Offsites are the Remote Office of Tomorrow

Office leasing is on the decline, and companies are redirecting budgets in a big way: To offsites and employee experience. Many companies have always spent money on fun events and ways to get the team to bond. Now that teams are dispersed or turning to hybrid office models, companies are using that spend to bring employees together in the form of offsites. 

A multi-day event might seem pricey and a hit on productivity. But your team is not seeing each other regularly in an office, which is why offsites are replacing the in-office experience. An annual or quarterly company offsite can provide the opportunity for team members to pause the hustle of the day-to-day, foster creative brainstorms, and grow relationships in a more organic way that might not happen as easily in a remote-first environment. Here are 3 benefits to emphasizing offsites in the hybrid remote office world. 

A well-run offsite will build meaningful relationships

Maintaining and building culture is even more critical now with dispersed teams. In a typical office environment, employees can interact with each other on a regular basis and plan drinks or lunch on their own (or perhaps bolstered by a company events committee).  Informal interactions not only build relationships but are essential to developing empathy and understanding of others’ experiences. And while weekly lunches or happy hours might not be a feasible reality, periodic offsites can foster non-work interactions and more profound relationships — and that’s going to help your team output. An example of a Silicon Valley company that is investing in a big annual offsite: Thumbtack. Camp Thumbtack “will be filled with meeting new friends and reconnecting with old ones,” says Jelena Djordjevic, their Head of People. Thumbtack is flying over 1000 employees across the country to meet up for purely social interaction because they cannot rely on the old “office glue” to build relationships organically anymore in a virtual-first world.

It mixes ideas among the ranks to foster creativity

A company’s culture and values alignment are set from the top. And leadership must appear accessible and visible to all employees – not just decision-makers. In a traditional office setting, individual contributors or early-career employees can more easily bump elbows with department heads or leaders within the organization. But this doesn’t necessarily translate to a remote setting.  At a company offsite event, a team member’s seniority isn’t front and center in every conversation. A more senior employee and a first-year employee can join ranks for a surf lesson or at the dinner table. The CEO and a first-time manager might be paired up for a trust-building exercise.  This laidback and organic facetime with the executive and management teams at an offsite should translate to stronger communication lines with higher-ups, greater confidence in strategy decisions, and higher employee satisfaction in the long run.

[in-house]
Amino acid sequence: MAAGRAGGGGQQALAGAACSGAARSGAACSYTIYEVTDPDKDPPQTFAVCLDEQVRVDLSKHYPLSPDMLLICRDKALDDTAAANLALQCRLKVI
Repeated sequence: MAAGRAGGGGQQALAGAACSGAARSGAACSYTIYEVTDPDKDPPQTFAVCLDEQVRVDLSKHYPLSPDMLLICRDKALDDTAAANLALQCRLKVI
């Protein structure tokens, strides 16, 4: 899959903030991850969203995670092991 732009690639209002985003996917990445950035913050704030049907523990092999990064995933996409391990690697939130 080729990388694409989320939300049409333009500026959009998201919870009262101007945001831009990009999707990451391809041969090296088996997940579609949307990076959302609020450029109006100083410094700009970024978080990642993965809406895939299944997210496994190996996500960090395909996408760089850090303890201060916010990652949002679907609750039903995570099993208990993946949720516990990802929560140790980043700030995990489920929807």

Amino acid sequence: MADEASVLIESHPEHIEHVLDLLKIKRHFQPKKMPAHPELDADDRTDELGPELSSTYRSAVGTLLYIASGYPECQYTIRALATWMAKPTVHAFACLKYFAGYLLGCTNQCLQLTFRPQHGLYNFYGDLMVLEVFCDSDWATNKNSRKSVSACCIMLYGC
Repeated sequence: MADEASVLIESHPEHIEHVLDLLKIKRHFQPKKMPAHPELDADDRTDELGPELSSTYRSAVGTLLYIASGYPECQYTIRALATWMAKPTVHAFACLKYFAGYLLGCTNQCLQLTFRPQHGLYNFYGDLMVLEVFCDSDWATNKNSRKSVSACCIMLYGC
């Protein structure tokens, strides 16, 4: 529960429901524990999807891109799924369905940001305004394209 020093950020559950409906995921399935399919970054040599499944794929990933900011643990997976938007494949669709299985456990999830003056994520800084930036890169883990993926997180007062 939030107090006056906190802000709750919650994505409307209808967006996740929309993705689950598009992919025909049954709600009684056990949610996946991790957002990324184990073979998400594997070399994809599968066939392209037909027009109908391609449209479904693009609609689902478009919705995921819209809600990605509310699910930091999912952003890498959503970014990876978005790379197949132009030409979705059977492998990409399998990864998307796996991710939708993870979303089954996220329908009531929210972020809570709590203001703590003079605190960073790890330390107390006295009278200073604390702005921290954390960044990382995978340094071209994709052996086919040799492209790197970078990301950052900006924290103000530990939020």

And redistributes budget to the new way that hybrid employees work

In the old world, most employees spent a majority of their working hours in the office. Now, they are spending more time at home than before and benefit less from the in-office experience. As quoted by Dominique Baillet, Head of Employee Experience at Coinbase, “The Google effect is going away–lavish office perks and benefits aren’t enough to keep top talent in their seats. They want flexibility! And hybrid work support.” Your team’s needs have changed over the past year. Be it childcare solutions, where they live, or how they’re thinking about work-life integration, employers shouldn’t expect to revert to the “same old” benefits and perks to keep employees happy and satisfied. Even Google, one of the companies that started the extravagant office trend, is shifting to more hybrid work, which means reinventing how they are spending their employee experience dollars. As to how we think about perks and benefits changes, the focus should be on value-adds that directly impact company culture, such as offsites. 

Snapshot: OfficeTogether’s First Offsite 

On a personal note, OfficeTogether has invested heavily in team offsites. Our first-ever event was in Playa Venao, Panama. We brought the East and West coast crews together, with many folks meeting for the first time. Everyone was at least partially vaccinated and was tested upon arrival in Panama, so it felt as safe as possible given the current climate.  While the team had a ton of fun, we also managed to hit a few goals. We conducted a big brainstorm that generated our Q2 engineering roadmap. We were also able to deep dive into issues that came up organically throughout the week together. At one point, we were paddleboarding through the Panama mangroves, and my designer and I ended up coming up with a new team planning system that tackled some of our latest problems around communication. The conversation happened so naturally because we were sharing proximity to each other and it was much more fun to have while paddleboarding! Needless to say, the bonding that happened at the offsite has translated well into our day-to-day working experiences. Even as an early-stage team, prioritizing the offsite was incredibly beneficial to our success as a team.

We dialed in a teammate who couldn’t make it to Panama

Amy YinOffsites are the Remote Office of Tomorrow

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